The Rise and Decline of the Roman Empire
Through alliances and able governance, the Republic of Rome rose up as the prominent political force in the region. From 5th century B.C. up to the 3rd century B.C., the Roman republic embarked on rapid colonization and annexation of Italy and its surrounding regions. After several military campaigns and failed alien invasions, Rome emerged as the undisputed political and military power in Italy and by the end of the 3rd century; the entire Italian peninsula is under Roman control. By the start of the 2nd century B.C., the Romans began to turn their attention towards territories outside Italy. Emerging victorious in almost all of their military conquests, the Romans were able to subdue most political powers during the time namely Carthage and Greece. Historians attribute Rome’s rise to prominence and the eventual establishment of its empire to its military prowess. As observed by Fagan, “The Romans didn’t gain their empire by shaking people’s hands and kissing babies,” instead, they established their empire “by virtue of their superior military might and great reserves of manpower”. Technically, the Roman empire did not start until the transition of the Roman republic towards Imperial rule in 27 B.C. when Octavian was rendered the title ‘Augustus,’ meaning exalted one and ‘Imperator,’ meaning commander-in-chief, which was later on evolved to become emperor.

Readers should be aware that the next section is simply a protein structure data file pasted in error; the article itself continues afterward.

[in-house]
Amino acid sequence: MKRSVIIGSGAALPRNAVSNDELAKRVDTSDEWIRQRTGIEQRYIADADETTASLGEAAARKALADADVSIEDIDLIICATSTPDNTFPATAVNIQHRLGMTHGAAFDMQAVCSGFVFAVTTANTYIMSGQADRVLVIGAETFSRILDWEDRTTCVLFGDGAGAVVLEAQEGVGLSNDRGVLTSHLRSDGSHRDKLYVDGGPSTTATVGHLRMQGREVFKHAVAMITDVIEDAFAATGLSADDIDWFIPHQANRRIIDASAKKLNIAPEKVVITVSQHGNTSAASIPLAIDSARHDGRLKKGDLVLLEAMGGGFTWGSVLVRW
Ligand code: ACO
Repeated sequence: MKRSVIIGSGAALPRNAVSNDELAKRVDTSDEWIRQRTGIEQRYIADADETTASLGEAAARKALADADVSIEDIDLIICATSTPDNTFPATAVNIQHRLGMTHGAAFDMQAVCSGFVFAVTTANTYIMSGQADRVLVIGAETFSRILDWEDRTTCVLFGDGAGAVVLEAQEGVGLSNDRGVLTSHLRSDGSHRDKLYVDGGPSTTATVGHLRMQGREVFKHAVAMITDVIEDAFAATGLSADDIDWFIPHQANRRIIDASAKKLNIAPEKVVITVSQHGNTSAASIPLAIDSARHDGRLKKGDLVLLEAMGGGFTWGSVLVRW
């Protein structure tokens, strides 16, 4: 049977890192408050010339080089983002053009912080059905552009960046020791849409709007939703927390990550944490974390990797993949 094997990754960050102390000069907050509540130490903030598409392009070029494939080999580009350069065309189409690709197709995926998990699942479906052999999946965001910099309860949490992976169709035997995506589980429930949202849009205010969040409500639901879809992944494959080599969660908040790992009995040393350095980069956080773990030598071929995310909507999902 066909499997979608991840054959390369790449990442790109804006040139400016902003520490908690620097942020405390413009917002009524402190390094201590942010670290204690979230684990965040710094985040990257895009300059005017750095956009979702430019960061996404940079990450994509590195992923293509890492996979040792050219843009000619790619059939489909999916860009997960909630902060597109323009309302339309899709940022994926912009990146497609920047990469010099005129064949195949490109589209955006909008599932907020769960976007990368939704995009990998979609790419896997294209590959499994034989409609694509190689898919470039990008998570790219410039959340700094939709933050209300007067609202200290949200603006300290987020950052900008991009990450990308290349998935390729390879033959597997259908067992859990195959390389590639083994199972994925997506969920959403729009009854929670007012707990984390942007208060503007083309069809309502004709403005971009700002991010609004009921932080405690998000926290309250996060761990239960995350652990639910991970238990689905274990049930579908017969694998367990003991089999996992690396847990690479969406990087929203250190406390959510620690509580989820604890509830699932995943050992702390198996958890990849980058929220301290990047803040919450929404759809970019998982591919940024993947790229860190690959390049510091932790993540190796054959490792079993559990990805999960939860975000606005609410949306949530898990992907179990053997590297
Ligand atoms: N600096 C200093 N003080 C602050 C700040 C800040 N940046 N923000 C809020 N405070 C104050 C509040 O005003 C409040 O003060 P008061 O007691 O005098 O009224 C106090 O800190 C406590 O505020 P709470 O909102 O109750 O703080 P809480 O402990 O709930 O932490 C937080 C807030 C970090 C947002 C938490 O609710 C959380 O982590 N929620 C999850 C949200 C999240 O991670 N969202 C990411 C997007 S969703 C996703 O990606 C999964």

At its peak, the Roman Empire stretched from the Atlantic to the Mediterranean, which included Britain in the north and Egypt and Arabia in the south. However, several reasons may have led to the decline of Roman power. One is the class struggle that may have weakened the people’s patriotism and belief in their leader’s governance. Another is the weakened military because of the vast territory that they have to defend. Because of its size, the Roman emperors depended on regional officers to defend Rome’s borders. However, barbarian attacks on its frontiers seemed to have taken its toll and eventually weakened Rome’s military might. The spread of Judeo-Christian ideologies may have also challenged the belief that Roman emperors are gods, which has been a common practice since the time of the first emperor, Augustus. There were also internal conflicts political conflicts and succession of less abled emperors who further weakened the empire. Combining all these factors, the prestige of Rome eventually declined until it disintegrated in 395 A.D.. Some historians refer to this date as the fall of the Roman Empire while others consider the Byzantine Empire, which lasted for another 1000 years as the end of Roman rule.